At some point in the decade, Andre Williams got a grip on his problems and was playing Chicago’s Blues Joints where he expressed his surprise that he had developed a cult following while his back was turned. 

And this was where yet another stage of his career began, when he was re-discovered by Jon Spencer of Blues Explosion who took him to Europe as his opening act where they were heard in London by The Guardian writer, longtime Williams admirer Garth Cartwright, who reported that “he commanded the stage like the veteran ringmaster he was…… cranked out ancient songs, garage, R & B, punk and rap that sounded indisputably contemporary.” 

Garth saw him in London again in 1998, on tour with the Countdowns [who Garth hated and I thought were splendid]. He went backstage and later wrote “A dapper man dressed in blood red shoes and pink suit, Williams looked as if he had stepped out of a Detroit club circa 1964. He was very droll, very street, dismissing Ike Turner as ‘a D-O-G, DOG!’ and happy to accept accolades for being ‘The Original Rapper.’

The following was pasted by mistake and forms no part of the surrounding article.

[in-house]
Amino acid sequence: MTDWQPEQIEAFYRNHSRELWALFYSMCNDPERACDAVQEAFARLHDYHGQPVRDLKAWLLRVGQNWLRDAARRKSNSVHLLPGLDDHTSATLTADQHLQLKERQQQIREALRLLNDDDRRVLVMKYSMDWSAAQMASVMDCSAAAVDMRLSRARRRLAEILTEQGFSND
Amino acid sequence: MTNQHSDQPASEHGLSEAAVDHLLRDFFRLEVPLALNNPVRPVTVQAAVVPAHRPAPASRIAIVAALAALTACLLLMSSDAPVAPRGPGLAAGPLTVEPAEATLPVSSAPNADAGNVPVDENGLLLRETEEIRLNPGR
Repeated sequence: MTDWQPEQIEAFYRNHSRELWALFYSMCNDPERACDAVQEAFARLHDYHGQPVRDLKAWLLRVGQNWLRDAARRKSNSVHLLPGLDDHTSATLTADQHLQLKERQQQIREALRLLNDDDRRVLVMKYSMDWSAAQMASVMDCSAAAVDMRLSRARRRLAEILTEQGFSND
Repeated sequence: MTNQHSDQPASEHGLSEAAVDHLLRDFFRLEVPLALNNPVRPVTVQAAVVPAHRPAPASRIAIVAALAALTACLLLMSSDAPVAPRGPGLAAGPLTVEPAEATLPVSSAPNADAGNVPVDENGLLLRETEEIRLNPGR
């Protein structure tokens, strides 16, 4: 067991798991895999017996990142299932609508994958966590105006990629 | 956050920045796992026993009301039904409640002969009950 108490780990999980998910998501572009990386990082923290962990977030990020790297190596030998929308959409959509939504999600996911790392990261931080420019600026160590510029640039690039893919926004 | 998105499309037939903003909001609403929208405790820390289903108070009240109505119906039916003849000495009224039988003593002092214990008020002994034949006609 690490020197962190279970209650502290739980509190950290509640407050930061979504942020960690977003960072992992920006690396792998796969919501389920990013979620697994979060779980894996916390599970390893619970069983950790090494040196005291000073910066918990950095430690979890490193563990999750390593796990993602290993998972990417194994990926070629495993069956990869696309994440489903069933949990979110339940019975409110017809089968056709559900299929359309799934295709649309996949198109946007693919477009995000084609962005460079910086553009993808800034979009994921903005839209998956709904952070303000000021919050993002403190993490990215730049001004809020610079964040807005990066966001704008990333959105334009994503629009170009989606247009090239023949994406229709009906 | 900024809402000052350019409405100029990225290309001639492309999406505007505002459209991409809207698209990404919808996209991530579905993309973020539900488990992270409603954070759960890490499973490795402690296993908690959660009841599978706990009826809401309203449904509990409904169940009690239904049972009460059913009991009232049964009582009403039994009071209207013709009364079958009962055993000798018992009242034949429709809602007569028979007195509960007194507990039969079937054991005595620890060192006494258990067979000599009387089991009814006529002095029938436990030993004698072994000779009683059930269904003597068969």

Again, Garth spent time with Andre, in London, in 2008 and in a pre-gig interview “found a broken man. Andre drank Bacardi the way most of us drink tea”. Four years later in Chicago he found him “sober and happy to reflect on his life. He’d finally got control of his royalties for ‘Shake A Tail Feather’, calling that song his greatest creation.” 

In 1998 Andre Williams recorded the “Silky” album which The Dallas Observer considered to be “an affirmation that none of those wild young garage rockers who admire him so much, can get as down and dirty as he can.” “Get off my back,” Andre told The Observer when asked about his language. “I’m trying to tell a story. Dig the theme. We can’t all go on the expressway. Sometimes some of us got to take the lowroad.”

Tricia Todd’s documentery, “Agile, Mobile, Hostile: A Year With Andre Williams” [2008] revisited the spot on Chicago’s Randolph Street Bridge where Andre used to beg for handouts. “All of the rich folks got off that train and they had to come down this bridge to go to all of them places where they steal folks’ money.” 

Andre Williams was inducted into the Michigan Rock and Roll Legends Hall of Fame in 2012 and his final recording in December in 2016 was the album “Don’t Ever Give Up”. That title pretty much summed up the man’s attitude. 

Andre Williams, a barnstorming performer of immense and distinctive talent, a writer of terrific songs, many of which could be considered to be in dubious taste, a prolific producer of recordings and a man who truly embodied the Rock and Roll lifestyle, died in a Chicago hospital in March 2019, just two weeks after he was diagnosed with colon cancer. Although he had been battling with other health issues, seizures and strokes, he had been determined to sing and record again. 

He was 82 years old.